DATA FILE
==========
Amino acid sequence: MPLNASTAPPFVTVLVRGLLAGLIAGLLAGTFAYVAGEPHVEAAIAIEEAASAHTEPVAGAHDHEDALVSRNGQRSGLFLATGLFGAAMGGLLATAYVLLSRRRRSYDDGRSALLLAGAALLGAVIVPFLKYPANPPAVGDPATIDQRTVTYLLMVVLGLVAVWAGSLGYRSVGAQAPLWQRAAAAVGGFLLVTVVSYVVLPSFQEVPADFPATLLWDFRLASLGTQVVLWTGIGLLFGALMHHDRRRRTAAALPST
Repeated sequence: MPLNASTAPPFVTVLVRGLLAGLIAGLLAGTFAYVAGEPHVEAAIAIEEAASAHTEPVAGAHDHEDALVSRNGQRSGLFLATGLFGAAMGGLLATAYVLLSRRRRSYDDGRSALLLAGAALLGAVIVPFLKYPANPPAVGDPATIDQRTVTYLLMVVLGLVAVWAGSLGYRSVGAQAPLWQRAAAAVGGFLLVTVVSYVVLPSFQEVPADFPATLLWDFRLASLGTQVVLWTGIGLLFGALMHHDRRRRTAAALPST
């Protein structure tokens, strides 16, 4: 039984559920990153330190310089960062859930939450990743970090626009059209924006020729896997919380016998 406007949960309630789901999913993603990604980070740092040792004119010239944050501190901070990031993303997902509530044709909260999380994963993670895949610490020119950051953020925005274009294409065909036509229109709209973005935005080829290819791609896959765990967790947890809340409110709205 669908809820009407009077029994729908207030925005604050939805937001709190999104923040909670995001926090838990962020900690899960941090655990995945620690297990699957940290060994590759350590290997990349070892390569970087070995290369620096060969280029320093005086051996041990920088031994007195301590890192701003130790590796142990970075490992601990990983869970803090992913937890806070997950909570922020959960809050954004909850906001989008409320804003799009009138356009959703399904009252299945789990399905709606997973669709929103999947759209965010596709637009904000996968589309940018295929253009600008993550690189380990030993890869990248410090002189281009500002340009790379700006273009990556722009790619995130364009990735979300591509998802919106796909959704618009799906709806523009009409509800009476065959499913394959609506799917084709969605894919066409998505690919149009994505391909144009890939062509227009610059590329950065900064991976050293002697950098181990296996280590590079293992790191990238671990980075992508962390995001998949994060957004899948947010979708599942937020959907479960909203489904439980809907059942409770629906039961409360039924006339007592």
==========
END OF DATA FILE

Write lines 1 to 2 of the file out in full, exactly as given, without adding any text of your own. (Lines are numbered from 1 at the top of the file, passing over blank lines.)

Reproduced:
Amino acid sequence: MPLNASTAPPFVTVLVRGLLAGLIAGLLAGTFAYVAGEPHVEAAIAIEEAASAHTEPVAGAHDHEDALVSRNGQRSGLFLATGLFGAAMGGLLATAYVLLSRRRRSYDDGRSALLLAGAALLGAVIVPFLKYPANPPAVGDPATIDQRTVTYLLMVVLGLVAVWAGSLGYRSVGAQAPLWQRAAAAVGGFLLVTVVSYVVLPSFQEVPADFPATLLWDFRLASLGTQVVLWTGIGLLFGALMHHDRRRRTAAALPST
Repeated sequence: MPLNASTAPPFVTVLVRGLLAGLIAGLLAGTFAYVAGEPHVEAAIAIEEAASAHTEPVAGAHDHEDALVSRNGQRSGLFLATGLFGAAMGGLLATAYVLLSRRRRSYDDGRSALLLAGAALLGAVIVPFLKYPANPPAVGDPATIDQRTVTYLLMVVLGLVAVWAGSLGYRSVGAQAPLWQRAAAAVGGFLLVTVVSYVVLPSFQEVPADFPATLLWDFRLASLGTQVVLWTGIGLLFGALMHHDRRRRTAAALPST